Haboobs are dust storms in Arizona that can strike across the state at any time of the year. For locals, haboobs are common and they just drive through them. In your initial days, you may crib about haboobs but will soon realize that there’s no escape from them. Unless they go through your house, do not worry about them because then you’ll have to clean up the entire home.
Arizona is an incredible state and you should seriously think about moving here – as long as you can stand a little summertime heat, are cool with giving up the snow in the winters, don’t mind keeping an eye out for the occasional rattlesnake, and enjoy a thriving tech scene.
Get deep into the pros and cons of living in Arizona and analyze them and you won’t mind calling Arizona your new home. About thousands of people are already calling it and hundreds will join them soon.
Is Arizona a good place to live?
Arizona is one of the best places to start a new life. Most of the cities in the state are habitable when you consider human factors such as cost of living, job opportunities, and quality of health and education. Moreover, the state has an extensive transport network.
Arizona also has plenty of entertainment opportunities, both outdoor and indoor. And while you think about moving to Arizona, do not skip the amazing flora and fauna of the state.
Is Arizona a safe place to live?
Arizona is naturally scenic and still retains the charm of the old Wild West. But the crime rate also tops the chart and the state is serious about tackling it. Nearly 50% of the residents are concerned about safety daily. Despite a drop in the number of crime cases in recent years, Arizona still reports a higher incidence of crime than most of the country.
However, most crimes are reported in big cities, sparing small towns and countrysides, where life is normal just like any other part of the country.
What are the benefits of living in Arizona?
The Arizona economy is booming and this contributes to a large number of job opportunities. Despite that, the cost of living is low here. Arizona ranks high in education and healthcare. The Grand Canyon State has warm winters and there is sunshine throughout the year. In addition, the state also boasts of large flora and fauna.
Some other reasons to call Arizona your home are:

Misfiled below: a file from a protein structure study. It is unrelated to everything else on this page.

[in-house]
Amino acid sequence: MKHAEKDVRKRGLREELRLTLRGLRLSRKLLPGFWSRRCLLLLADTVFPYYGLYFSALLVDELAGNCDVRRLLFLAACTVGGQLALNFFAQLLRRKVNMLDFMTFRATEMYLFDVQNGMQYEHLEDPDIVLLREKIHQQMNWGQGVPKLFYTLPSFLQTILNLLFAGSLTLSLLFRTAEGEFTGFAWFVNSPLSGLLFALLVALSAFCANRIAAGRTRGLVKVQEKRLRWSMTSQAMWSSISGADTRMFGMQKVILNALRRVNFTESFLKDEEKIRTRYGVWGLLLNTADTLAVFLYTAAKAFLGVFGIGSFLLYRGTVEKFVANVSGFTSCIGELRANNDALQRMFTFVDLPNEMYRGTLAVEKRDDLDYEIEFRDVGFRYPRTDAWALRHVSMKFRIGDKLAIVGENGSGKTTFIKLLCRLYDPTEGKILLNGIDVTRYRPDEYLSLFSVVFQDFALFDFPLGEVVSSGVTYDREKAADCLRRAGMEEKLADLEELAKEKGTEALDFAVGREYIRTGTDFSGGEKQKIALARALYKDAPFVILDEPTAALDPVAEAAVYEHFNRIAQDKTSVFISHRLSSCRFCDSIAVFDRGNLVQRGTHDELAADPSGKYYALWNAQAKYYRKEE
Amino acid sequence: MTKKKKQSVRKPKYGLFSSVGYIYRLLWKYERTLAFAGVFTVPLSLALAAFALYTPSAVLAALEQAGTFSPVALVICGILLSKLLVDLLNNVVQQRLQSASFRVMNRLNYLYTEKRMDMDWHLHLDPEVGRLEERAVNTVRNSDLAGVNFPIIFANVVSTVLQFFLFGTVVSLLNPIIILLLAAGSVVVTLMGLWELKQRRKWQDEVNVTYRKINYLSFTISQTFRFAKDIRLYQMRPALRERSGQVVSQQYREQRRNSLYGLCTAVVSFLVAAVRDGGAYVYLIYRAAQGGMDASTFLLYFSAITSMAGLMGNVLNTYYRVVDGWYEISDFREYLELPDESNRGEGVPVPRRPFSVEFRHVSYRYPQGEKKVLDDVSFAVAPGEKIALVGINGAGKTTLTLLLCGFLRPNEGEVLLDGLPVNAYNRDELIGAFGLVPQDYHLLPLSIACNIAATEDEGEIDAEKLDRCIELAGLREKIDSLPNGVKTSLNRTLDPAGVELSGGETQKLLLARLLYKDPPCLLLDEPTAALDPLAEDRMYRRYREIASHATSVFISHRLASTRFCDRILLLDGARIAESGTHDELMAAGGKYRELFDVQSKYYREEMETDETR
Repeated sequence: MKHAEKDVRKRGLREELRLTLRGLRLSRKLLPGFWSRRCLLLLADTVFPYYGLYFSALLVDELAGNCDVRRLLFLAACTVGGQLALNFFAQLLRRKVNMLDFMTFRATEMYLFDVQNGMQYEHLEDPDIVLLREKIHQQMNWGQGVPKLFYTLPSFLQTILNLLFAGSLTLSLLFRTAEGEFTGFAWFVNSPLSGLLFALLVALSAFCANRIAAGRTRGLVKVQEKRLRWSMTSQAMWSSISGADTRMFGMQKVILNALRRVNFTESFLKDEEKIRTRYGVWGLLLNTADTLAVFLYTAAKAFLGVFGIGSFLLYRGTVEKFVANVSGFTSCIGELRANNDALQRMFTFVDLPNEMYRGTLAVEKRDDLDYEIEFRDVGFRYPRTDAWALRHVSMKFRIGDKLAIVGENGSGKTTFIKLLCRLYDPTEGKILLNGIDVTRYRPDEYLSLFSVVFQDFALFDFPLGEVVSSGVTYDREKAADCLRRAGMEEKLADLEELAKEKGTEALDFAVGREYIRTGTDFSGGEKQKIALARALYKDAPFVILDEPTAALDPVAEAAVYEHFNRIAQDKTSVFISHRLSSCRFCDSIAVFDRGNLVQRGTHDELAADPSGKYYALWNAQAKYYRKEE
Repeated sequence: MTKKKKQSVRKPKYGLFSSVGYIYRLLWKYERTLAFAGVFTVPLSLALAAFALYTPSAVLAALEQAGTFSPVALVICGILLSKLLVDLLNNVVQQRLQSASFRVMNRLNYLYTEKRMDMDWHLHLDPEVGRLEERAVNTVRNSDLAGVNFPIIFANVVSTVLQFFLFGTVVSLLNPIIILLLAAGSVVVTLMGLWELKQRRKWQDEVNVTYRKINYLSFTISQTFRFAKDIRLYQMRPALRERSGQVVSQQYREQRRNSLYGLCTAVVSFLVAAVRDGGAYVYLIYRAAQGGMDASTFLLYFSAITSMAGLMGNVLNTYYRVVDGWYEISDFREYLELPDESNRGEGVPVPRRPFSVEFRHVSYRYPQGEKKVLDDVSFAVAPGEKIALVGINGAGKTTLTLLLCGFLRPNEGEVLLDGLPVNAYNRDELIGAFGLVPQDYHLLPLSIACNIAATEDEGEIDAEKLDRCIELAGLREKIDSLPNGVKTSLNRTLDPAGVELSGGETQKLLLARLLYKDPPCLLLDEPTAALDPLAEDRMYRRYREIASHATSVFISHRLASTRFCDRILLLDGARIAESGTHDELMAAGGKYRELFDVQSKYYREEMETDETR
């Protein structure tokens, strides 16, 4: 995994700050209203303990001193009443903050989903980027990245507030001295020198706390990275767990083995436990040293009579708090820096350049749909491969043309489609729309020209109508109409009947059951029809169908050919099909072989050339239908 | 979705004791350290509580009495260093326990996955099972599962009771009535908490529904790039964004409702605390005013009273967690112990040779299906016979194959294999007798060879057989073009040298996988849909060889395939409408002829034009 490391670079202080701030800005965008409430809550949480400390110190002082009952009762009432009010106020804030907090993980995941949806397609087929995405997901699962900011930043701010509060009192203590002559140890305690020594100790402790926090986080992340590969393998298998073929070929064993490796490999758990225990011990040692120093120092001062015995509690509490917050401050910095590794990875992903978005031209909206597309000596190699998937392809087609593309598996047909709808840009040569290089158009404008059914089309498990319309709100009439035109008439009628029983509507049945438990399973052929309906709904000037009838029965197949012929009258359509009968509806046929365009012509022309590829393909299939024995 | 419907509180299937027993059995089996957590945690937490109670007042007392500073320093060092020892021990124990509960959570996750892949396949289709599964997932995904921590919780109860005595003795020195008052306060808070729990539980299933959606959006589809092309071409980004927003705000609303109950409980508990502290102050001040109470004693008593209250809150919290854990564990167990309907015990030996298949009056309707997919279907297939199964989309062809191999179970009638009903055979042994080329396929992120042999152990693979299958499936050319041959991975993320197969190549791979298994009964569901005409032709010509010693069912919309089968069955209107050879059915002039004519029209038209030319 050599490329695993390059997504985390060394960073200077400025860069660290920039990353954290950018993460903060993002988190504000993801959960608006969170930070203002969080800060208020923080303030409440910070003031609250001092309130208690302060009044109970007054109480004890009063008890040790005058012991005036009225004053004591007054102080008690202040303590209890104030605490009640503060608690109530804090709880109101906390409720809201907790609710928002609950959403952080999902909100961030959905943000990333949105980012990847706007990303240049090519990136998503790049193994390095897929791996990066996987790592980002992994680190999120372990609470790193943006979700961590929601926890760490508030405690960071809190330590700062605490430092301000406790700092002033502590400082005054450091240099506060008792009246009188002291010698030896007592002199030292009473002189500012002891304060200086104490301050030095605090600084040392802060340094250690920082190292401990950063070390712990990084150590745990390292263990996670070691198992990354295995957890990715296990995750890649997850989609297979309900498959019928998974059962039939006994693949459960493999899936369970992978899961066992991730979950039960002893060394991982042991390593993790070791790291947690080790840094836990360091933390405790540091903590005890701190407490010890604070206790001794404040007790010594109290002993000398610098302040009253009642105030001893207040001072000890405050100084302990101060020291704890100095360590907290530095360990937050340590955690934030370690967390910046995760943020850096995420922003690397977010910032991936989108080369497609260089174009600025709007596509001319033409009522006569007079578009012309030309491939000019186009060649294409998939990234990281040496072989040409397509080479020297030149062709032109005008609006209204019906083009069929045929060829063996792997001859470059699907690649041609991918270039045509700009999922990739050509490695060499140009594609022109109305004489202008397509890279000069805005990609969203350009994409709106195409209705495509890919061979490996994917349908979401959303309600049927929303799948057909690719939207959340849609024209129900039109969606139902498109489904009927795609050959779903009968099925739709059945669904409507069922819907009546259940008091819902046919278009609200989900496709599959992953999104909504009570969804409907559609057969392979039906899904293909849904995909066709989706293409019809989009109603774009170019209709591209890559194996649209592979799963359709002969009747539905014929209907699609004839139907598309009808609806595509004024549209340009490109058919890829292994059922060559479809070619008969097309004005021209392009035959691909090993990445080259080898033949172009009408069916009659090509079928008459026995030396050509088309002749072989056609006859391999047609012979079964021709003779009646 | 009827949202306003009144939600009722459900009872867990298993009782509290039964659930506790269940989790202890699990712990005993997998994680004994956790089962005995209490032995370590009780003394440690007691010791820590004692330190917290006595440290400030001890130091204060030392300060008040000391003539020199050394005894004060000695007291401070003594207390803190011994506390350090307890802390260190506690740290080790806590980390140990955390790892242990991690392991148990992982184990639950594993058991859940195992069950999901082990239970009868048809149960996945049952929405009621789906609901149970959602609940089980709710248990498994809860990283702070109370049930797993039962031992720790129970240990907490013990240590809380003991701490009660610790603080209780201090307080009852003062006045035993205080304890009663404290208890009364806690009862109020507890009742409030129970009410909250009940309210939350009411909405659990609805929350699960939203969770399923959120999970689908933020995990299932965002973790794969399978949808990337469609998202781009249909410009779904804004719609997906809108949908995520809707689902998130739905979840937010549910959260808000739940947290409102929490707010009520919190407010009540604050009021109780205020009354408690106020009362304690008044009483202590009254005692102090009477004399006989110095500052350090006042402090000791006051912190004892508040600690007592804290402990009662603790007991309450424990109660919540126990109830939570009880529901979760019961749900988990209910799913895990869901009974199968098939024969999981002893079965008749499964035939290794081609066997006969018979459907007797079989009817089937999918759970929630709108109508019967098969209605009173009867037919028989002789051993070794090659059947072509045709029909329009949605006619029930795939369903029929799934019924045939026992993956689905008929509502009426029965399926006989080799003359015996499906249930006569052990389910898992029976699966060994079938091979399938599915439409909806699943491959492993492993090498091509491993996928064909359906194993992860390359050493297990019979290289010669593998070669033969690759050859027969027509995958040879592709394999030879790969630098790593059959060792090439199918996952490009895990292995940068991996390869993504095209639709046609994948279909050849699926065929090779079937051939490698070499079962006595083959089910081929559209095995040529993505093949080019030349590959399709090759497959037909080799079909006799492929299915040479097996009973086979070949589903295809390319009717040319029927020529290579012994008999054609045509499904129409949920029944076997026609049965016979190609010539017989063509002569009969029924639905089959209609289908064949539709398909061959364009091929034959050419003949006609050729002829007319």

- Incredible landscape
- Unlimited cultural activities
- More than 200 golfing locations
- Younger population
- Highly diverse population
- Low crime rate
- Fabulous food scene
Frequently Asked Questions (FAQs)
What is a major outdoor sport in Arizona?
Considering its climate and wide open areas, Arizona is home to a diverse range of sports, mostly outdoor. While basketball, baseball, hockey, and golf are widely played in the state, football is the most popular outdoor sport. Arizona Cardinals is the state’s favorite team with a loyal fan base. Football is played widely in high schools and universities and has produced many NFL players, including Larry Fitzgerald.
Why Arizona is considered a good place to go for your health?
The warm, arid climate decreases your risk of heart disease or heart attacks. Living in Arizona gives a lot of exposure to the Sun and this is beneficial for Seasonal Affective Disorder (SAD), seasonal allergies, arthritis, asthma, and other health conditions. An average Arizonan is healthier than an average American from another state with more exercise, a low heart disease rate, and less smoking.
What are the negatives of living in Arizona?
The state gets extremely hot in summer and it is almost tough to venture outside afternoon. Moreover, most of the state is barren, green lands are almost nil, and venomous reptiles are all over, giving you a panic attack at night. For newcomers, valley fever is a common infection, giving you a hell-like life for some days of the year.
Is Arizona a good place to live in?
If winters are not for you, moving to Arizona will be one of your wisest decisions. Apart from the year-round warm climate, the state also has a booming economy complemented by attractive tax rates, affordable living costs, unlimited outdoor fun, and mouthwatering food culture. Moreover, the state has a low population and open wide areas, making it easier to drive to any part.
What are the oldest cities in Arizona?
Though Arizona is a new state, with it gaining statehood only in 1912, there are many cities here more than a century old. Before Europeans settled here, these cities were inhabited by Native Americans. It is difficult to say when these cities were founded but we consider the official founding year as the time when settlers landed here. Some of the Arizona cities that exist for more than 150 years include Tubac, Tucson, Wickenburg, Florence, Phoenix, Show Low, Yuma, and Globe.